Many academic departments offer special research or investigative projects beyond the regular catalog offering. Significant responsibility lies with the student to work independently to develop a proposal for study that must be approved by a faculty mentor and the appropriate department chair. The faculty member will provide counsel through the study and will evaluate the student’s performance. Sophomores, juniors and seniors are eligible. Students must register for research (291, 292, 391, 392, 491 or 492) to receive credit and are required to fill out a Permission to Register for Special Coursework form. It is recommended that students complete not more than 12 hours of research to apply toward the baccalaureate degree.
Prerequisite: BIOL 182. A study of organic evolution, its processes at a variety of scales, and its relationship to society. Primary topics include the history of evolutionary thought, population genetics, mechanisms of speciation, phylogeny and evolution of development.
Prerequisite: DAY-BIOL 110 or BIOL 172. CCPS-CHEM 107. A study of food as it functions to meet body needs with emphasis on utilization, food sources, selection of adequate diets, individual, community, and world health problems and diet therapy.
Prerequisite: BIOL 205. A study of the human machine and its processes of motor functioning.
Prerequisite: BIOL 200. Survey of plants which have medicinal value. Emphasis on the importance of botanical products in modern medicine.
Prerequisite: Day-BIOL 200. CCPS-BIOL 201. Introduction to the photosynthetic way of life in algae and plants. This course will consider plant structural and functional adaptations related to water retention and distribution, gas exchange, light absorption and energy conversion, anti-gravitational support, reproduction and dispersal; followed by a comparative study of the main plant groups from algae to flowering plants, emphasizing structural diversity and evolutionary trends. The laboratory exercises will present an introduction to plant (and algae) cells, tissues and organs through comparative anatomy and morphology analyses.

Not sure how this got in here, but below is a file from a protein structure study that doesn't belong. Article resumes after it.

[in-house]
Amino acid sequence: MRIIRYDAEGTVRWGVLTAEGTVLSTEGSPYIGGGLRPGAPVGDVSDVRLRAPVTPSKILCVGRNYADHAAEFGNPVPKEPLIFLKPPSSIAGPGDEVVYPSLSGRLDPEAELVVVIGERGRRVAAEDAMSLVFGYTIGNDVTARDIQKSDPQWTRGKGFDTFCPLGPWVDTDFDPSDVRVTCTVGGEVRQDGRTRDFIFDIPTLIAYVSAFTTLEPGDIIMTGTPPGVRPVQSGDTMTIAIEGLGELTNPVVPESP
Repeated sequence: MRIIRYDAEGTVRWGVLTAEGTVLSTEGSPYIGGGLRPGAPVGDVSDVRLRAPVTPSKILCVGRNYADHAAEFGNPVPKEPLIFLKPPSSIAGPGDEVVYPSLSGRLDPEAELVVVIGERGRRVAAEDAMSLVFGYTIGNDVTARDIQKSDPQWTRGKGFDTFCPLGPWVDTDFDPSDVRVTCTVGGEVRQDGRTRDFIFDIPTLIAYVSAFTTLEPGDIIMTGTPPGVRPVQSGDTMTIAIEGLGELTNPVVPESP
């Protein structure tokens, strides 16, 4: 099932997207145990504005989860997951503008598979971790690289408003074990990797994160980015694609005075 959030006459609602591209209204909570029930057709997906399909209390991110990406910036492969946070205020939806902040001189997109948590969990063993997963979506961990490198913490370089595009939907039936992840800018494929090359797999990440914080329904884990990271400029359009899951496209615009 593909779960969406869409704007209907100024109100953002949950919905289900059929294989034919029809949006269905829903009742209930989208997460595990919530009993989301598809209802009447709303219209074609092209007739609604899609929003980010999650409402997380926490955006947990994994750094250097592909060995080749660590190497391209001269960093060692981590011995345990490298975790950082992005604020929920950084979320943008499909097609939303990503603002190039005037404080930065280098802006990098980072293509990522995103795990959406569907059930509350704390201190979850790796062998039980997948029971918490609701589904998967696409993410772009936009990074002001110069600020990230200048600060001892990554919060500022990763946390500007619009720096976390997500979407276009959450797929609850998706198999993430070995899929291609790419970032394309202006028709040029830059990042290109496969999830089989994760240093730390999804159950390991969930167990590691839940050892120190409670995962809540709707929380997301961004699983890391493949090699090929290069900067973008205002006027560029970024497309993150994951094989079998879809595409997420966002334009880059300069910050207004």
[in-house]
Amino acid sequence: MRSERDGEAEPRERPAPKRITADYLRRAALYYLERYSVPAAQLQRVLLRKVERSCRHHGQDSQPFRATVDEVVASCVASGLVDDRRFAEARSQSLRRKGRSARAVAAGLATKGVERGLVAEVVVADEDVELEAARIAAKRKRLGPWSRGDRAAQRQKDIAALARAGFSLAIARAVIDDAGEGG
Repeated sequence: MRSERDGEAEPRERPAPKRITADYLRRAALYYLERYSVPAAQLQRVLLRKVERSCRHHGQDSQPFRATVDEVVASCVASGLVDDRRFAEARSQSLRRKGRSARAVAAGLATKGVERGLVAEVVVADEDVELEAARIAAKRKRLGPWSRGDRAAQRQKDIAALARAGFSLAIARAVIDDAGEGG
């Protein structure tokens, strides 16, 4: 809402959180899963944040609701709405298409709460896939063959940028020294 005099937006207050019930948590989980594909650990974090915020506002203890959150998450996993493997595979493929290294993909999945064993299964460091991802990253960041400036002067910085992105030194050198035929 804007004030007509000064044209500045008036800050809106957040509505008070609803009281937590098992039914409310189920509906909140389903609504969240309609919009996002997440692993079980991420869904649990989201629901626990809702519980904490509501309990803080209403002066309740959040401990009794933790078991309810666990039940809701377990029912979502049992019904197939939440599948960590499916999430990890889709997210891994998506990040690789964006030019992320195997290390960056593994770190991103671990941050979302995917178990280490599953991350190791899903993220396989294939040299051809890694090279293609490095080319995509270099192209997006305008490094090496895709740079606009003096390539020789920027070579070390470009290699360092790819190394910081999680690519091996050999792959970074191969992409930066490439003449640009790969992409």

Prerequisites: DAY-BIOL 181 and CHEM 238. CCPS-BIOL 102, BIOL 172, and CHEM 107.
A study of the immune response and its relationship to the diagnosis, prevention and treatment of disease. Topics include immune systems, immunopathology and antibodies.
Prerequisite: DAY-BIOL 200. CCPS-BIOL 201.
A survey of major animal phyla including protozoans with an emphasis on comparative structure and function, taxonomy, fundamental life processes and ecological interactions. Lecture and laboratory.